2013 Summit Report

washington-dc

Neonatal Encephalopathy and Hypoxic Ischemic Encephalopathy: Advancing the Science and Improving Outcomes

National Institute of Child Health and Human Development May 8-9, 2013

IMPACT for CP in conjunction with the Eunice Kennedy Shriver National Institute of Child Health and Human Development (NICHD) held a workshop on neonatal encephalopathy (NE), hypoxic ischemic encephalopathy (HIE), and cerebral palsy (CP) in May 2013.

Neonatal encephalopathy affects up to 3.3/1000 term and late preterm infants in the developed world. Hypoxic ischemic encephalopathy, a subset of neonatal encephalopathy, affects 1-2/1000 infants per year. Cerebral palsy is one of the outcomes associated with NE and HIE, and approximately 30% of term and late preterm CP will have neonatal encephalopathy.

Recent meta-analyses show strong evidence that cooling for HIE reduces mortality, major neurodisability, and specifically cerebral palsy. Cooling for HIE is a landmark discovery. The field is poised to move forward by evaluating adjuvant therapies for infants whose course remains difficult despite cooling. Combination therapies (cooling “plus”) may improve neonatal survival and outcomes. Despite the progress made in treatment with cooling, the etiology of NE and HIE is incompletely understood.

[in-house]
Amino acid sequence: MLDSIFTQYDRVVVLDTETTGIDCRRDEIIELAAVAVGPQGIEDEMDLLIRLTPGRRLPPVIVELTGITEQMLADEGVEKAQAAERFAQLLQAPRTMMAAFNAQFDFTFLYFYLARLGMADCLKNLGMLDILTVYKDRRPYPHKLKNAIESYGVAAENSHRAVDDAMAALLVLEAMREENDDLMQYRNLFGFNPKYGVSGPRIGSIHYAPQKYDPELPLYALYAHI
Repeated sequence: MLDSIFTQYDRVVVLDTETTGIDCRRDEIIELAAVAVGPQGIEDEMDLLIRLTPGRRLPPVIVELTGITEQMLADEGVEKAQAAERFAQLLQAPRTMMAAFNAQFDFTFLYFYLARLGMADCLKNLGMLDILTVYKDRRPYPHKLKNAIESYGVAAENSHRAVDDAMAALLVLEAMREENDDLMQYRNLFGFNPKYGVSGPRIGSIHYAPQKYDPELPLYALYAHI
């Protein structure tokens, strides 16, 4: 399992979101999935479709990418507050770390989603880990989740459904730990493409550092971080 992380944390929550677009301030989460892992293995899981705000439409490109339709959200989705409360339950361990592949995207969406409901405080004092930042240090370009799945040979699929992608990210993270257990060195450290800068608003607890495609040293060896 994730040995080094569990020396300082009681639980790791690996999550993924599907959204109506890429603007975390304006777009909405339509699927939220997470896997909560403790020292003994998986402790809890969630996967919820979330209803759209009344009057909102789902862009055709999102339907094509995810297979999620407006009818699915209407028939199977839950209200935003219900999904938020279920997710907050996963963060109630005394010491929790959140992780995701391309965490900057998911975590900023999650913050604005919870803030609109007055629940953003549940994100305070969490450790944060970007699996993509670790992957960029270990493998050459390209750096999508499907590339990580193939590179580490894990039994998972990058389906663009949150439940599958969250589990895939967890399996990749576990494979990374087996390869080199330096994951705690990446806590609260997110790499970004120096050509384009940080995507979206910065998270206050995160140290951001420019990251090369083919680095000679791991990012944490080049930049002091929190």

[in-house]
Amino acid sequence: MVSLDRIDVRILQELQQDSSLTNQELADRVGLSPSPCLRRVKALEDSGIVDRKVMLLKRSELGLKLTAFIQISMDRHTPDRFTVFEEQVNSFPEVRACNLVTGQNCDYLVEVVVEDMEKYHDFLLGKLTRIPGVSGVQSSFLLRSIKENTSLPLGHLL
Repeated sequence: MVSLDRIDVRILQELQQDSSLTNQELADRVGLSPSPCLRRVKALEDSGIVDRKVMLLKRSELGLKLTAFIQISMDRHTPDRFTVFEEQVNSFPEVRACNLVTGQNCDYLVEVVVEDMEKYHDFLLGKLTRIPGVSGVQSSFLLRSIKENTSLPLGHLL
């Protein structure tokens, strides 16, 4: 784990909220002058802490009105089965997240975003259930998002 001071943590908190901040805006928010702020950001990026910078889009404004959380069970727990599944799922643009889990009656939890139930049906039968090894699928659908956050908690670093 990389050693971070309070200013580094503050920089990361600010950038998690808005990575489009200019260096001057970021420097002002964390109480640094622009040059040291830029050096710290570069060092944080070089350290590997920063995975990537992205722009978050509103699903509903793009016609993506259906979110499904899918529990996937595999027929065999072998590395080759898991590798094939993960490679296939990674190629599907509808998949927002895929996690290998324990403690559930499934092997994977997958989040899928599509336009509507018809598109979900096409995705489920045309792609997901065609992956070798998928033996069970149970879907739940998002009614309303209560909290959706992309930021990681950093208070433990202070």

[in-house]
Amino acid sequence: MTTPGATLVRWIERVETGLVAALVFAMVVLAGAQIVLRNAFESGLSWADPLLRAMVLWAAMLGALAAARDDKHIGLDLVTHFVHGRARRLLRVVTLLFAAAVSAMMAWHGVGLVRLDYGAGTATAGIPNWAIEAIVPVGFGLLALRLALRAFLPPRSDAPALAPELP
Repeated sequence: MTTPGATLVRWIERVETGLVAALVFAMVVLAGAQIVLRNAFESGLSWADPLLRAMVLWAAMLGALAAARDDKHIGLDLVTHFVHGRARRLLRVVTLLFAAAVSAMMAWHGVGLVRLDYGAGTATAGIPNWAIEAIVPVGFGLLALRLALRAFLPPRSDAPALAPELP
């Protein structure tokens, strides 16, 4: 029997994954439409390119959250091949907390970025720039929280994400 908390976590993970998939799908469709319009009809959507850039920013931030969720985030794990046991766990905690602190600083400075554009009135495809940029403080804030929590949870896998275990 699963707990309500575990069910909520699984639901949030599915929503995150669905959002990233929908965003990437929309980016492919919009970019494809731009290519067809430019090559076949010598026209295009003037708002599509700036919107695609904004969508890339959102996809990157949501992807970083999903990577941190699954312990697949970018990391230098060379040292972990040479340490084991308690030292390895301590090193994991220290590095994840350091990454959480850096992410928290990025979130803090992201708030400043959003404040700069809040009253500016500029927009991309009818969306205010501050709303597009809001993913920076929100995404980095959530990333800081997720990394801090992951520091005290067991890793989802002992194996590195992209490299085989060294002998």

The purpose of the summit was to:

  1. Identify gaps in knowledge by reviewing basic, translational and clinical evidence for neonatal encephalopathy, hypoxic ischemic encephalopathy, and cerebral palsy
  2. Bring 40 internationally renowned experts together to develop a research agenda for the prevention and treatment of encephalopathy and cerebral palsy.

Summit outcomes included:

  1. Researchers presented on six new cooling “plus” possibilities already in human trials. All agreed that collecting uniform data to aggregate quickly was optimal
  2. Researchers agreed that to identify which babies respond best to which intervention collaborations are needed, under the banner of IMPACT for CP
  3. Agreement to collect additional data such as placental pathology, blood spots and DNA in future trials that are under development
  4. Existing resources/data sets/repositories will be assembled into one place (IMPACT for CP website)
  5. Data will be pooled from existing cooling studies that have already been completed to investigate whether some of the research questions that are of high priority can be answered quickly.
  6. Working groups will be formed to forge new projects such as a major new aetiological study of encephalopathy
  7. The logistics of a trial for infants now excluded from cooling trials (but at high risk of having CP) because of fetal growth restriction or birth defects will be investigated
  8. A gap identified was to look at systematic early diagnosis of CP and early intervention following discharge from a neonatal intensive care unit
  9. A uniform approach to neuro-imaging will be recommended